You don’t skydive without checking your parachute first.
You don’t scuba dive without testing the oxygen tanks. And you definitely don’t want to have sex without a condom before you and your partner get tested for STIs.
Here is where you can learn the Who, What, When, Where, Why, and How for all your testing questions.
Should I get tested?
You should get tested if:
- You and your partner are planning to start having sex
- You have sex with a new partner
- You or your partner have been sexually active and have not been tested
- You know your current or past partner has an STI
- The condom breaks or you have sex without one
- You or your partner has shared needles for drugs, tattooing, or piercing
- You or your partner has any STI symptoms
- You have been or think you might have been forced to have sex
When you are sexually active, get tested once a year, even if you haven’t had sex for a while.
Is testing and treatment free?
Testing is free for residents of Manitoba. Take your health numbers with you if you are going to a new doctor, nurse practitioner, or nurse.
What if I don't have my health number?
If you don’t know or don’t have your health number many clinics will see you anyway. If your health care provider saw you before, they should have your health number on file. Call ahead or ask if you don’t have your health number.
There are two numbers you should keep with you in case you need emergency or personal health care. They are on your own or your parent’s Manitoba Health Registration Certificate. The certificate is a white paper card with purple and red print.
- The certificate has a ‘Registration Number’ that may apply to your parent or guardian and their children.
- There is a ‘Personal Health I.D. No.’ that applies only to you.
Is testing confidential
Regardless of your age, health care providers are not allowed to tell anyone about your visit unless they:
- Have your permission;
- Feel you are not able to understand medical advice or the consequences of your decisions; or
- Suspect that you’ve been abused (if you’re under 18), in which case they are required by law to report to Child and Family Services (CFS).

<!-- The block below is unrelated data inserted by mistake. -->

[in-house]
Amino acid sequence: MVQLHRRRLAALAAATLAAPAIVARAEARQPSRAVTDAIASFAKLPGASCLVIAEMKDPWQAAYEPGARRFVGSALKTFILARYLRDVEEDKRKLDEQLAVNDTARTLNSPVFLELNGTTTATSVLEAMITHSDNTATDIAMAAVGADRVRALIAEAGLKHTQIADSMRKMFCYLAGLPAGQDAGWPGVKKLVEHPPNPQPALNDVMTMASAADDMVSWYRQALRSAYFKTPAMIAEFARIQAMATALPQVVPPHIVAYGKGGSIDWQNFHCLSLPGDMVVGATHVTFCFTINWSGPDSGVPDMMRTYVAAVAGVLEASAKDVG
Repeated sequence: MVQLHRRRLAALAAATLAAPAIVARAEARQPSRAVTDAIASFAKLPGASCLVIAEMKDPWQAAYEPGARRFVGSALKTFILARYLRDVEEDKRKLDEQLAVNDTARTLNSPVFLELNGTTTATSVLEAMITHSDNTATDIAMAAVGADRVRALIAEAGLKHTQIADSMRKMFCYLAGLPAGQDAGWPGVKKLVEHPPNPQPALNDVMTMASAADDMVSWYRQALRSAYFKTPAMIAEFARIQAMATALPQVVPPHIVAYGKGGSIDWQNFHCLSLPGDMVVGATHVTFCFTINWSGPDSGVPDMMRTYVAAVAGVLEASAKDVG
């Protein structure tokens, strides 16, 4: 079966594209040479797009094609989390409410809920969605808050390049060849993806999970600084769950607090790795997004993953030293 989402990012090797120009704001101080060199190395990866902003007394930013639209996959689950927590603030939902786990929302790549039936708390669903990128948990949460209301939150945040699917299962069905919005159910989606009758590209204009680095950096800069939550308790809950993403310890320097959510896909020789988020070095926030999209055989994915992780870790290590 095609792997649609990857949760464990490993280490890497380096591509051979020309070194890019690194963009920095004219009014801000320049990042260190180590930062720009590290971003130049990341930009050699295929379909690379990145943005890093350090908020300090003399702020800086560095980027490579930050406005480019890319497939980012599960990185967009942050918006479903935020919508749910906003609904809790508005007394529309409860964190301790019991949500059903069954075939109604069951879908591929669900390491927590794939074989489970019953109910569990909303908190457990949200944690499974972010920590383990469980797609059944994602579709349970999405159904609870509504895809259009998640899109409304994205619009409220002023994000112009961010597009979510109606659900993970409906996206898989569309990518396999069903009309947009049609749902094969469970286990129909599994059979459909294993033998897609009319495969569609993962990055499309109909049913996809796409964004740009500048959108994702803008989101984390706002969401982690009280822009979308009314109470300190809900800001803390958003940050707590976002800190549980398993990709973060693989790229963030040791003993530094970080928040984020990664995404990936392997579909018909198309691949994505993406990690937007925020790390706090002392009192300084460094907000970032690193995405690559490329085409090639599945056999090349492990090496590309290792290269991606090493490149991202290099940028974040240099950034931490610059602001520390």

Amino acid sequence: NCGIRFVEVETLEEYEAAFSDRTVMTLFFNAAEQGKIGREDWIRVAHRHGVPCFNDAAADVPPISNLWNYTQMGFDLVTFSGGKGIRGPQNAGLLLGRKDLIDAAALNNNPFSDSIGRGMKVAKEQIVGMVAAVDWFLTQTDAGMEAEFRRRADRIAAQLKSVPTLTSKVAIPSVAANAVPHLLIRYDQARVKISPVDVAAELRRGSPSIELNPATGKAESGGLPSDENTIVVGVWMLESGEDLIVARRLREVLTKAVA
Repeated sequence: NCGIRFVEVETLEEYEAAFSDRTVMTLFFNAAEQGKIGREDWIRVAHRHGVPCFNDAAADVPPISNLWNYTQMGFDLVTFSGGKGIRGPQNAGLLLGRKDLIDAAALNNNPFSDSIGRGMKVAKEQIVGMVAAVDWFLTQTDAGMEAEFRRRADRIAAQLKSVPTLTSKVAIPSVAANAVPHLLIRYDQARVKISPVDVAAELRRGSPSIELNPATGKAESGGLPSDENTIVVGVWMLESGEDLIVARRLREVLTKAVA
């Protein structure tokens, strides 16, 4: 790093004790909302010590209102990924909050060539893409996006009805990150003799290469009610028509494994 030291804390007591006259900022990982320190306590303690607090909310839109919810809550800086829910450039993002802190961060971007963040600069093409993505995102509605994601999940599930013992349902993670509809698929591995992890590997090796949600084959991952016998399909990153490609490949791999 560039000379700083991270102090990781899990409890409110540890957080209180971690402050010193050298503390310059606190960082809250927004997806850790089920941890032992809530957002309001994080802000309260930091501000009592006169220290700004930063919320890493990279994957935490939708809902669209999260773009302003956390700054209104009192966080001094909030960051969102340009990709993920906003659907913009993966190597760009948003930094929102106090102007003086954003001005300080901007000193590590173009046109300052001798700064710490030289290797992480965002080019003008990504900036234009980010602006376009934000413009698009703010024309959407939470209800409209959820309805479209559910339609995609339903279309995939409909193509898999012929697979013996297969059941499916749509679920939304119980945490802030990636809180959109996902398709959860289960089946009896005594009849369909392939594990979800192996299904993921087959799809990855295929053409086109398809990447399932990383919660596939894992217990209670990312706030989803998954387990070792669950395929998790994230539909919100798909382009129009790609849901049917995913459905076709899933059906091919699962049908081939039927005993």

If you don’t trust the doctor, nurse practitioner, or nurse, you can leave.
What will happen when I go for testing?
Tell your health care provider what tests you are and are not comfortable having done. Most doctors, nurse practitioners, and nurses will understand that it is difficult going for sexual health care the first time. Tell your health care provider if you want to have some parts of the testing done at a later time. You might choose to have a blood test or an internal exam at another appointment.
The health care provider will talk to you about concerns you may have, body parts (throat, vagina, penis, anus) that need to be examined, symptoms, and condom use. The health care provider will ask you to undress from the waist down and will give you a drape to cover yourself.
A good sexual health examination includes the following:
- Examine the outside of the genitals.
- Take a urine sample.
- If you have had oral or anal sex, take a swab from the throat or anus.
- Take a blood sample.
- For male bodies, feel the testicles and penis.
- For female bodies, an internal exam includes putting a speculum into the vagina to look inside of the vagina and cervix, a Pap test (they take samples from the cervix to check for changes) and a bimanual exam (the health care provider places one or two fingers inside the vagina and their other hand on the lower abdomen in order to feel the ovaries and uterus)
If you feel more comfortable with someone else in the room, whether you are male or female, you can tell the health care provider. Most male health care providers will ask a female to enter the room when they examine a female’s genitals.
Remember, you are the one who has asked for testing. You have the right to ask the health care provider to do only those things you are comfortable with.